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Nasty Seperation

Family Law, Children, Adoption

Re: Nasty Seperation

Postby Boo » Thu Aug 11, 2016 11:59 am

BaryChuckle wrote:I've recently left my wife and family home after meeting somebody new and currently living at her house, despite not living there I have still paid all the bills, rent and given money for food but now I'm being informed she is seeking financial compensation on the grounds of abandonment but how?

Yes I've left or kicked out would be the correct term but as stated I've paid for everything what more can she want from me


She may have already got legal advice - which you need to get.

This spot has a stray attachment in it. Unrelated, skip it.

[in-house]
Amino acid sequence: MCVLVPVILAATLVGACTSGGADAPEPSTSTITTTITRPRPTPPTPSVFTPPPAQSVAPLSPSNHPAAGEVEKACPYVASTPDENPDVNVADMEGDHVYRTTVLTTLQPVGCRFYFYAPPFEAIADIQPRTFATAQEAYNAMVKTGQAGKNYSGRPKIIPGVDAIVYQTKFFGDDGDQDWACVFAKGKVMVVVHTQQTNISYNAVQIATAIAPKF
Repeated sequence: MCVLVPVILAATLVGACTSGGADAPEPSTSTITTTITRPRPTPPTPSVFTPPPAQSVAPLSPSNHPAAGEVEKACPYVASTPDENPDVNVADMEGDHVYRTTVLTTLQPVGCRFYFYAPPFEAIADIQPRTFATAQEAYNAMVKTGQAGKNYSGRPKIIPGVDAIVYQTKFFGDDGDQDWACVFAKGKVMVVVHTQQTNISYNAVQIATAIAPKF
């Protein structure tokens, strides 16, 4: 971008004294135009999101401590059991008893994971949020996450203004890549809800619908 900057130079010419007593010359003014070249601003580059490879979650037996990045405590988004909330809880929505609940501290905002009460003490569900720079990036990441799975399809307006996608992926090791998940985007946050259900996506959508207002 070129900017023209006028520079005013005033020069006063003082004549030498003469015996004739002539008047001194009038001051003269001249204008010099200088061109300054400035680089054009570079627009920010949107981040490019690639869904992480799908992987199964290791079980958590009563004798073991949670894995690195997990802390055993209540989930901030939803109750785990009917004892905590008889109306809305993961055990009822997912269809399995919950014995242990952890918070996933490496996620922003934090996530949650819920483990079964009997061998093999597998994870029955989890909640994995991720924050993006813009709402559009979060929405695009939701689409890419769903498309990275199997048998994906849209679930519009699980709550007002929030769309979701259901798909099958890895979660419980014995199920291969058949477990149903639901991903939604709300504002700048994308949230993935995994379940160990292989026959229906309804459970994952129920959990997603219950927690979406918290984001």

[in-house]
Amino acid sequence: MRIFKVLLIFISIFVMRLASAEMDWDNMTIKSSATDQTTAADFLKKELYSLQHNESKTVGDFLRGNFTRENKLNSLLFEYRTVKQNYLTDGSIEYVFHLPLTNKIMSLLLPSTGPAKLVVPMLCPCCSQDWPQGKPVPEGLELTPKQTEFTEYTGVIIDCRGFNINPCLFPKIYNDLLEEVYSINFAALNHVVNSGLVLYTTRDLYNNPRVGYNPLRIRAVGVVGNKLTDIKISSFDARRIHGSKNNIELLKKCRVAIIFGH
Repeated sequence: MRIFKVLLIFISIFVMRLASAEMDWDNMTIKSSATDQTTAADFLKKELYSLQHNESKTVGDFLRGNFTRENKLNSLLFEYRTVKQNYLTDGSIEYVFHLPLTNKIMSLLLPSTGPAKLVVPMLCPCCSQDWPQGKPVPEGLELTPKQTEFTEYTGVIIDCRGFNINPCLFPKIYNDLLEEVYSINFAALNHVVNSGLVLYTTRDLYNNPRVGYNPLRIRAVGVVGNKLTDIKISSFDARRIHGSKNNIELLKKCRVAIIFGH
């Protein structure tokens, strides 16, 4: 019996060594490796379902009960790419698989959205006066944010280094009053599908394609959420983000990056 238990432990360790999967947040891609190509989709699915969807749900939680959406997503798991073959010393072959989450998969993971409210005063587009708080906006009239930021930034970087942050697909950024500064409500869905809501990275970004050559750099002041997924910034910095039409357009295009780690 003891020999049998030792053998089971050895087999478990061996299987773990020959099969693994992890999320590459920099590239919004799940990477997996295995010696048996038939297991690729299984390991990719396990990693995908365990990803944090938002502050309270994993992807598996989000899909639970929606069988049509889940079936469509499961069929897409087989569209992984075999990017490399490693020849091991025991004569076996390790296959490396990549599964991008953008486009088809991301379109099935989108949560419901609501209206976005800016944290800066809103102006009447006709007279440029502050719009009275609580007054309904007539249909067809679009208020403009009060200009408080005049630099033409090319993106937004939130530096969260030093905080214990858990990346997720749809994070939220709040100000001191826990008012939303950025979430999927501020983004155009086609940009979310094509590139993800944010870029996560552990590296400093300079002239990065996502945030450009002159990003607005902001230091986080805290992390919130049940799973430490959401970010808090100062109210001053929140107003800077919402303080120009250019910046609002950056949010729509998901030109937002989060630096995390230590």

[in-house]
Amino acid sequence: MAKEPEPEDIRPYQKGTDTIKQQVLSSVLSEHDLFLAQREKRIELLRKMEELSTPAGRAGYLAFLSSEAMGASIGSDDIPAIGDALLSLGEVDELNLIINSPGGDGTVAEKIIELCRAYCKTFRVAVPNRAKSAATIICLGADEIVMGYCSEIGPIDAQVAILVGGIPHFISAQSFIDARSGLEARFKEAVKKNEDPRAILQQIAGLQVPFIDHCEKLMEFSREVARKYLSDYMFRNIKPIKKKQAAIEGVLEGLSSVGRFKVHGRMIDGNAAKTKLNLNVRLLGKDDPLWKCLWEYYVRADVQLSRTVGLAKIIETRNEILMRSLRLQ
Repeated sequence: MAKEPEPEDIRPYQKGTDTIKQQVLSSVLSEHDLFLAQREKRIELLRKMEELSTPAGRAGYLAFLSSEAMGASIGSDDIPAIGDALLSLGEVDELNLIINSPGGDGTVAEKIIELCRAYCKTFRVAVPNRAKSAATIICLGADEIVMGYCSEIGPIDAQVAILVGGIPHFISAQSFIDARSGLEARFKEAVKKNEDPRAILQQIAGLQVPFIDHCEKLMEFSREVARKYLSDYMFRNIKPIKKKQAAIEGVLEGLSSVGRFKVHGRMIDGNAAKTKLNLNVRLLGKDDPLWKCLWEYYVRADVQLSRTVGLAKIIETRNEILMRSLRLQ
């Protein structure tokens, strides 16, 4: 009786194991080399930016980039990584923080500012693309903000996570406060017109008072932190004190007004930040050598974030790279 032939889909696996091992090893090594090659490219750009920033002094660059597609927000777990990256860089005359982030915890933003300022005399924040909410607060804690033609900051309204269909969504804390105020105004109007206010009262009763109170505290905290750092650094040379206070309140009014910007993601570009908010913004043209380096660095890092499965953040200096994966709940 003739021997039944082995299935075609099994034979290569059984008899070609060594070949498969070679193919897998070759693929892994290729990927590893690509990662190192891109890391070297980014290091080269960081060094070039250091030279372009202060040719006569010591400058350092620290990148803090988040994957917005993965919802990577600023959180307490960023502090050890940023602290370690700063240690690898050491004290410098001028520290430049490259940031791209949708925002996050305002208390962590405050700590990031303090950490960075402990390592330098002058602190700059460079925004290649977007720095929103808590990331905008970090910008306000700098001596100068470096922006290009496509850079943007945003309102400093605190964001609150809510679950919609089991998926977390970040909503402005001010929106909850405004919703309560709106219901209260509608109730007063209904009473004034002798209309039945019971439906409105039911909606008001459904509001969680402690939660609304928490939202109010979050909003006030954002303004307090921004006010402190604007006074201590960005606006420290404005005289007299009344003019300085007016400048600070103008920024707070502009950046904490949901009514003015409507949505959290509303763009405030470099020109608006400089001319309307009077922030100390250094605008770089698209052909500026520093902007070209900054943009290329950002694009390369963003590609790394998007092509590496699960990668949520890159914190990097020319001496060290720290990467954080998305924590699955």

You should get yourself familiar with the C100 application form and be prepared to go to mediation, it will be expected - unless there's DV involved. You won't have to attend together - but it may go in your favour to attend. https://www.gov.uk/looking-after-childr ... ourt-order

Also take a look at the new child maintenance options - http://www.cmoptions.org/ - I believe they take a slice of payments you'd make towards the children. It may be best to come to an agreement with your wife.
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Re: Nasty Seperation

Postby diy » Thu Aug 11, 2016 12:39 pm

I'm not sure of the wisdom of exposing this to a landlord. If it's a joint tenancy and the OP is the earner, the landlord may feel future security/rent is at risk and serve notice to quit.